In my front yard there are three pear trees. Now I donít know if youíve ever seen a pear tree but they are very structured organisms. It has actually become part of their genetic code to grow in a large round shape, all the branches coming out form the trunk together, bowing outwards before leaning back in to make a point, which most gardeners then trim down to form a perfectly round tree.
The three trees in my front yard are all eleven years old, they all grew in the same soil, they received the same fertilizer, they were all trimmed at the same time, usually by the same person, and for awhile they all seemed to be growing at the same speed. Two of the trees are perfect. Their trunks are long and lean; not a knot in sight. They support branches that are smooth and an even brown color, bending outward at the middle, pressing towards all the neighboring houses before bending in and forming perfect tops. They only blossom in the spring, their white blossoms showing up beautifully against the azure blue of the sky in April, the new green of fresh leaves contrasting perfectly against all the other colors of spring; the ideal impressionist pallet.
The third tree sits dead in the middle of my yard and is the picture of defiance. Itís very existence goes against all pear tree conventions in a way that is so startling to me, sometimes I just have to stop and stare at it. Itís trunk is bent and crooked, bending right then left before becoming a mass of knots below where the branches start. The branches are long and ultimately skinny twisting every which way as though trying to reach out and touch everything around them, a few even seem to be sprouting straight form the trunk at a 90 degree angle; practically an anomaly for these trees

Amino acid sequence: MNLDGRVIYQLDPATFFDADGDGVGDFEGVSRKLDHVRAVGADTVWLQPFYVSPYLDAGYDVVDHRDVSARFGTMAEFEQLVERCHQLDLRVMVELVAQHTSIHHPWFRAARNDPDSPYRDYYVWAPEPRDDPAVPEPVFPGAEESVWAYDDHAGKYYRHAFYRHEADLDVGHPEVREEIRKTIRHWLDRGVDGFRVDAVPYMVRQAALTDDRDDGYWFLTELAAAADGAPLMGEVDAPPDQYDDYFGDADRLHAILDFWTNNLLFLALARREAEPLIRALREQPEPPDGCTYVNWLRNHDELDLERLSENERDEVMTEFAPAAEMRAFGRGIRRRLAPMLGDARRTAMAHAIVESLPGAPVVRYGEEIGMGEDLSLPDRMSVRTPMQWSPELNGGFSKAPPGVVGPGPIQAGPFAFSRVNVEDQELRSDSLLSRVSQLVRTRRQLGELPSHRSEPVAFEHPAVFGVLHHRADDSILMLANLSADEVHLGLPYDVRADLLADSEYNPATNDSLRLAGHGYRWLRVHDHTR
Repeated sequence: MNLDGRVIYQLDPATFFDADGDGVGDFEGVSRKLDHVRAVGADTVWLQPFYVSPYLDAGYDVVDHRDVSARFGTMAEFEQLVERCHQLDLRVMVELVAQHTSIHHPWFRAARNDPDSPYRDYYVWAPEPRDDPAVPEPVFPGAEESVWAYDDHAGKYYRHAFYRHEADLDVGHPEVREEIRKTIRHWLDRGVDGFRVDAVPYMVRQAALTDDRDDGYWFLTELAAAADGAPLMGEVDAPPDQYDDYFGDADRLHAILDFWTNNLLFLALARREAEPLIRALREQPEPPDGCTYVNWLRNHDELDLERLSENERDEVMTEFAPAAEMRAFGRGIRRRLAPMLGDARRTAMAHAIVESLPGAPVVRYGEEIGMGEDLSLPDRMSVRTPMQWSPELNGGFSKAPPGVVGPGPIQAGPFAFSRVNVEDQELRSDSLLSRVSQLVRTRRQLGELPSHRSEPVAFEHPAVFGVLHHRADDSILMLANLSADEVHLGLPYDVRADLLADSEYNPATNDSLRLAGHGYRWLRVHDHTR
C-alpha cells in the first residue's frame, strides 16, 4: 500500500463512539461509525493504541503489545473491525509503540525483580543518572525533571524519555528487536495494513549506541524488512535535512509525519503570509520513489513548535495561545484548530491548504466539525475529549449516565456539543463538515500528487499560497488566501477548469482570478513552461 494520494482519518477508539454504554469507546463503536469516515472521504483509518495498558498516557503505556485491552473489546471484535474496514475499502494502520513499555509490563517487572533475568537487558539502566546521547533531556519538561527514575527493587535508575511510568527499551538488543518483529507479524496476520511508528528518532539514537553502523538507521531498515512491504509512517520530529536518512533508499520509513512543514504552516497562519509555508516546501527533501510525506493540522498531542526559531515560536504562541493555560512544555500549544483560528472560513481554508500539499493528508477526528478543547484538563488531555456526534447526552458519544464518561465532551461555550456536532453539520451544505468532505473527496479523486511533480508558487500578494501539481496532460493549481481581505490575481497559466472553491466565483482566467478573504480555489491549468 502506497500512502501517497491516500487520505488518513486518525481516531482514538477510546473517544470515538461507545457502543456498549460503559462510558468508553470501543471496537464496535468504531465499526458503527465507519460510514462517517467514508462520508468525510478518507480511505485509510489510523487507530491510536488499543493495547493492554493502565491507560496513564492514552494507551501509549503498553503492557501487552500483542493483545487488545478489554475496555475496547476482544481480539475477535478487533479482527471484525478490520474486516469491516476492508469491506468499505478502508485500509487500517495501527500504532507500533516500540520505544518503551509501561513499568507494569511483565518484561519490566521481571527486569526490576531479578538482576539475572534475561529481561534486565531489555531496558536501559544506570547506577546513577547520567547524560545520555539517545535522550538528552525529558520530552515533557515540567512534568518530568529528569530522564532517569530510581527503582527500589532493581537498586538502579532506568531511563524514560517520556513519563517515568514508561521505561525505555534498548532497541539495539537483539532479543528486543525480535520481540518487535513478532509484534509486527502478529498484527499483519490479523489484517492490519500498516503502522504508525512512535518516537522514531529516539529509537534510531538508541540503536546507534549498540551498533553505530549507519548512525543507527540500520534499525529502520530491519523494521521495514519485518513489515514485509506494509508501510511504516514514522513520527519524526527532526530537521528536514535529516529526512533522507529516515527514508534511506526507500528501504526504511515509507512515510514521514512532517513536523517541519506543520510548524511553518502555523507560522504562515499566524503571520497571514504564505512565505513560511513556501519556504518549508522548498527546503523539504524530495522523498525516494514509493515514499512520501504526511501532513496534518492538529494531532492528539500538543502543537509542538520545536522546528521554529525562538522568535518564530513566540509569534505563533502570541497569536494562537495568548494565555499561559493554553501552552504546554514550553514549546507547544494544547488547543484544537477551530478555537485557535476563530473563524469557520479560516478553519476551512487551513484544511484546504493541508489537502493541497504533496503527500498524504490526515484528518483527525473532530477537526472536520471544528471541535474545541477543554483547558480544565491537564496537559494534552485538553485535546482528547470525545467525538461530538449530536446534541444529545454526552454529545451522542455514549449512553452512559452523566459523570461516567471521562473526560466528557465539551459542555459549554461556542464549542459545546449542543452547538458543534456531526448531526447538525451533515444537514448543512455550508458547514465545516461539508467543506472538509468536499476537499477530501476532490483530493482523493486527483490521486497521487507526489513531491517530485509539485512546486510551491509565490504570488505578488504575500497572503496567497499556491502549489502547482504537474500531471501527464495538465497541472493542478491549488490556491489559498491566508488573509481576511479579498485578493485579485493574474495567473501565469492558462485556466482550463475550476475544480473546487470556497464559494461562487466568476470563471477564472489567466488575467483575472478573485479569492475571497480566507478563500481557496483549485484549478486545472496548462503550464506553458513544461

If this tree got the short end of the stick in the growth department, it must be considered seasonally challenged by the other trees in the neighborhood. It blooms at all different times of the year; once blossoming in December and losing all itís leaves in July. The beauty of fall in the middle of summer, a novelty sure, but something youíd want to experience every year? Probably not.
This unruly tree has none of the grace and simple beauty of the other two, with their smooth lines and perfect blooms, but it is beautiful, in a deeper and more unnerving way, a way I doubt the other two trees could ever achieve or understand. It stands tall not ashamed of what it looks like, proud that itís warped branches can offer us the shade the other two lack, proud of itís warped trunk and out of season molting.
If I were a tree I would want to be this one, in a yard where smooth and even is the norm. This tree stages a rebellion in the simplest and most effective form. It inspires me.